“And then the coronavirus hit. Everything came to a stop. I couldn’t have my surgery.” -- Sophia (a pseudonym), 56
Newswise — In March 2020, when the pandemic hit, everything slowed, including non-essential medical procedures such as elective surgeries, to reduce the spread of the coronavirus.
Six weeks later, Mary Byrnes, Ph.D., an assistant research scientist in the Department of Surgery at Michigan Medicine, began calling Frankel Cardiovascular Center patients whose surgeries had been canceled or delayed. She wanted to hear about their experiences — what undergoing surgery meant to them, how postponing their operations had affected them, whether the existence of the coronavirus complicated how they felt about their bodies and about surgery.
Over the next 10 days, she heard stories of fear: “I’m literally afraid to have my surgery now, and I’m just going day by day on prayer and hoping...that I don’t have anything fatal attack my system.”
And suffering: “This last week... I’ve just been struggling. And I...I don’t know if it’s more symptoms or anxiety or whatever, but...I’m just ready to get this behind me and hopefully live a better life.”
As well as altruism: “As much as I want it done, those nurses are overwhelmed right now. They don’t need another person in there. Let’s hope this starts calming down, and they get a breather before... people are coming in for surgery.”
Collectively, the 47 interviews Byrnes conducted — compiled for a study recently published in Medical Care — illustrate the profound impact of postponing cardiovascular surgeries due to the COVID-19 pandemic.
“There’s been other work coming out that said patients don’t really care about delaying their surgeries,” says Byrnes, the first author of the study. “But the heart is a different type of organ that has a lot of emotions wrapped around it. It’s literary even.”
“And even though these were elective surgeries,” she adds, “they were serious operations where people were literally having their chests cracked open, and so there was a lot of mental preparation to confront that in the first place. Ultimately, they viewed surgery as a cure, so the unknowing about whether it would happen was problematic for them.”
Despite all the uncertainty, many patients preferred to wait to undergo surgery in an effort to avoid catching COVID-19. Some thought they were likely to die of their cardiovascular conditions before their operations could take place, yet they favored passing away of “the devil they knew” over “the devil they didn’t,” says Byrnes.
In the past year, more Americans have died than would be expected, even when accounting for those who have passed away from COVID-19 or related complications. One of the driving factors may be certain cardiovascular conditions, namely ischemic heart disease — when narrowed coronary arteries cause heart problems — and illness related to high blood pressure. States that experienced COVID-19 surges early in the pandemic, including New York and Michigan, also saw a spike in deaths linked to these issues, potentially because patients avoided health care during those periods.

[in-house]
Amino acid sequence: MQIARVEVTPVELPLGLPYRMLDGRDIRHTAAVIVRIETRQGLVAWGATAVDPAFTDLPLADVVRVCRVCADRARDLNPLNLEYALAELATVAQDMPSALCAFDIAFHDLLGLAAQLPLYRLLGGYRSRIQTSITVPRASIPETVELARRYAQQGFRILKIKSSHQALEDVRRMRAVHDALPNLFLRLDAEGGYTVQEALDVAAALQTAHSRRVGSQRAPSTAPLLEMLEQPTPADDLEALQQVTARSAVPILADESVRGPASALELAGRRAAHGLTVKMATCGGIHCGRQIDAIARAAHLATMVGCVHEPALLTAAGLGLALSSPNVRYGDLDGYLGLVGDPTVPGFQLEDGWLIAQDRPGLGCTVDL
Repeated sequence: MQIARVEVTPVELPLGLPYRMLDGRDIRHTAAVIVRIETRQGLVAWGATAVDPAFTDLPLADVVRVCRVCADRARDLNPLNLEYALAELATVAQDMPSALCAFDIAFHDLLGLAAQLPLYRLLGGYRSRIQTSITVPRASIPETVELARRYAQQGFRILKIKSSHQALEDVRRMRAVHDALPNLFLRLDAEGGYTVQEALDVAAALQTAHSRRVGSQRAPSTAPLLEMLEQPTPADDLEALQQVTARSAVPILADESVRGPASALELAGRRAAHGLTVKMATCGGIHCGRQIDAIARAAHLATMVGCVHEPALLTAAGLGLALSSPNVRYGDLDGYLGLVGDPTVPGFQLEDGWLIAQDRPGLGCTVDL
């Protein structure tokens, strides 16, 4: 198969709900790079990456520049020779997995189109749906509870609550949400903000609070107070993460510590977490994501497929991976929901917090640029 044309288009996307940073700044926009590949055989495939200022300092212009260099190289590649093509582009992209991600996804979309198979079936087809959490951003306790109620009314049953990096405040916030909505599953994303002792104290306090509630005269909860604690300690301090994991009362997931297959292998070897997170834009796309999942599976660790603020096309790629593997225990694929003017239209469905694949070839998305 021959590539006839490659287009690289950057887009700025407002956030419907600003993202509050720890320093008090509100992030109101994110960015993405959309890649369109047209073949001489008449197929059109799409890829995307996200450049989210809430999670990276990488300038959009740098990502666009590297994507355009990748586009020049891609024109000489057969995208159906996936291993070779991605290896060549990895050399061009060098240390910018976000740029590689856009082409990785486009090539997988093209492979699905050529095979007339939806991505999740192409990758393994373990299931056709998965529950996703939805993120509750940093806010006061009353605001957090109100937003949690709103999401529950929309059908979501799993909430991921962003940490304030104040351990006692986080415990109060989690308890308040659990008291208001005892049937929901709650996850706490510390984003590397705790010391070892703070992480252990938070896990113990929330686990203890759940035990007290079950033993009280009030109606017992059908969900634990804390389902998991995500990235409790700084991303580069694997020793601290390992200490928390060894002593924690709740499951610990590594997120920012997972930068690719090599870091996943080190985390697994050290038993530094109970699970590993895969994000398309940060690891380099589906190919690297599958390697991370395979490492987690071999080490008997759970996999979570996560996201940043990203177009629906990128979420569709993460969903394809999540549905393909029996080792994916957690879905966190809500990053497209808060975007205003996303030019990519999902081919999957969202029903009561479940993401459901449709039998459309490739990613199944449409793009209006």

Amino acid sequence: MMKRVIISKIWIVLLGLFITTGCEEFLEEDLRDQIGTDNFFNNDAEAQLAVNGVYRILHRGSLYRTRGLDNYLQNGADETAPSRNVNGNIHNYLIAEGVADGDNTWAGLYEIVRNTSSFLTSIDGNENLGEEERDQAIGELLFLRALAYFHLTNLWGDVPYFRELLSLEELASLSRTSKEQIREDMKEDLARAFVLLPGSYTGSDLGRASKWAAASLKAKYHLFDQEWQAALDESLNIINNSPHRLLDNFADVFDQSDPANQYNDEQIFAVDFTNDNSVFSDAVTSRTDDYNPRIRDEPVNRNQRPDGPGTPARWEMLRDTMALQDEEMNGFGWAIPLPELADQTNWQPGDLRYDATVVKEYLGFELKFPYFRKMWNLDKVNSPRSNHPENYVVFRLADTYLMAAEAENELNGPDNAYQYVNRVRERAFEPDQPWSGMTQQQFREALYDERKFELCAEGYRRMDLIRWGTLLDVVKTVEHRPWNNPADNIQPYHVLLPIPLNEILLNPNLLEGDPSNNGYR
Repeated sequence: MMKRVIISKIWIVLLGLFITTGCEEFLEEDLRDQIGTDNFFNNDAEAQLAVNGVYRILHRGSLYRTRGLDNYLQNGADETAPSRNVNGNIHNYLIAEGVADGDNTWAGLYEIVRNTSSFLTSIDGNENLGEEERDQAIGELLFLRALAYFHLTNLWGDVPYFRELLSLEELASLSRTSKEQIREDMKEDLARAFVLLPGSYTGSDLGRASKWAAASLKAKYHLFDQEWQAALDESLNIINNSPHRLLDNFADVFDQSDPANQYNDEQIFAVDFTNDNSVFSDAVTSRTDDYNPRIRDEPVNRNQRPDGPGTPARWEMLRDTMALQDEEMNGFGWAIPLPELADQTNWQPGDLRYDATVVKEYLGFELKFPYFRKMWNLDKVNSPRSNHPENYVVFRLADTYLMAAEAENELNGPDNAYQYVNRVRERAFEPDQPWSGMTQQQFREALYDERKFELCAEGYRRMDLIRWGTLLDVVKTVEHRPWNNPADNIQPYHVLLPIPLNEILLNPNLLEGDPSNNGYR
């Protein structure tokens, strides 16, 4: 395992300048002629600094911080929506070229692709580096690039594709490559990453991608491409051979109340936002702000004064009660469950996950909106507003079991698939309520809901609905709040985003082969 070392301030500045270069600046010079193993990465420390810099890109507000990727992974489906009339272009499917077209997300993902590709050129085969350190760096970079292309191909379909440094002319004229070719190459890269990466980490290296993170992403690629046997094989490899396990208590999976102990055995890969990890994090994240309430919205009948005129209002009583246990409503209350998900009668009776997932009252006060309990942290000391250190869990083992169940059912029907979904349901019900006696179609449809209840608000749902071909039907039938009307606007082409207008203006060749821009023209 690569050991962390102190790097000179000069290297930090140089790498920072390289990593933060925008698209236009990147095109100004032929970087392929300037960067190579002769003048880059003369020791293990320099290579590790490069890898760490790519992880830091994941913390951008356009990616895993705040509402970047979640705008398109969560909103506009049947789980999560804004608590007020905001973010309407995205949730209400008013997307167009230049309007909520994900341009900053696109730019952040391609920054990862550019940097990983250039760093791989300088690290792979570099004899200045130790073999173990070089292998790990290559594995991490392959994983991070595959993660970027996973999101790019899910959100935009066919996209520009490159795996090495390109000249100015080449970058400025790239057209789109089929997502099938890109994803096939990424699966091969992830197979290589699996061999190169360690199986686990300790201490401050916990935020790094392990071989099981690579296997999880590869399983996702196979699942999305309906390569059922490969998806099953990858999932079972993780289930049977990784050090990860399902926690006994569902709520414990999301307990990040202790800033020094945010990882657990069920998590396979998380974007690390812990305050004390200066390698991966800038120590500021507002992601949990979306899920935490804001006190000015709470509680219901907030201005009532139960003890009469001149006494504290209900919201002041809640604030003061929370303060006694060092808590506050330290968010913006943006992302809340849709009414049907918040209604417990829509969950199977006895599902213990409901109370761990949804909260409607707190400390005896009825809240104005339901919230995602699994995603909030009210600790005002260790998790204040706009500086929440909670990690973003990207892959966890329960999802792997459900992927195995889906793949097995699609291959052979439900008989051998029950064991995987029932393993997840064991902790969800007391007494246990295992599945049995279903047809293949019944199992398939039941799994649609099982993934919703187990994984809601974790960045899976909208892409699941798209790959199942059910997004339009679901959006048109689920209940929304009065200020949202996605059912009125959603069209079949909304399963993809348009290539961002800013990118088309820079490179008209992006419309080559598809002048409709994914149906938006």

“Patients are suffering even though we don’t see them,” Byrnes says. “We have to think about our policies and how we talk to patients in terms of the fact that they think they’re going to die — and they might.”
As Michigan Medicine and other local health systems begin to delay a small number of surgeries again, thanks to the latest COVID-19 surge in Michigan, this study’s findings can inform the decisions hospital leadership makes and create an opportunity for additional communication with and support for cardiovascular patients.
“We need to be upfront and accessible,” says Nicholas H. Osborne, M.D., the associate program director of vascular surgery at Michigan Medicine and the last author of the study. “Cancellations should be communicated directly to patients, and surgeons should be available to talk with patients to reassure them.”
“As a healthcare system, we may also need to design and implement interventions, such as support systems or social work resources, to minimize the impact these delays have on the well-being of our patients,” says Craig Brown, M.D., M.S., a general surgery resident at Michigan Medicine and an additional author of the study. “It is not simply an inconvenience to many of them, but rather has dramatic consequences and substantial psychological impacts on their wellbeing.”
Additional authors included Ana C. De Roo, M.D., M.S., Matthew A. Corriere, M.D., M.S., Matthew A. Romano, M.D., Shinichi Fukuhara, M.D., and Karen M. Kim, M.D. Byrnes, Corriere, and Osborne are all members of the Center for Healthcare Outcomes and Policy. Brown and De Roo are CHOP fellows.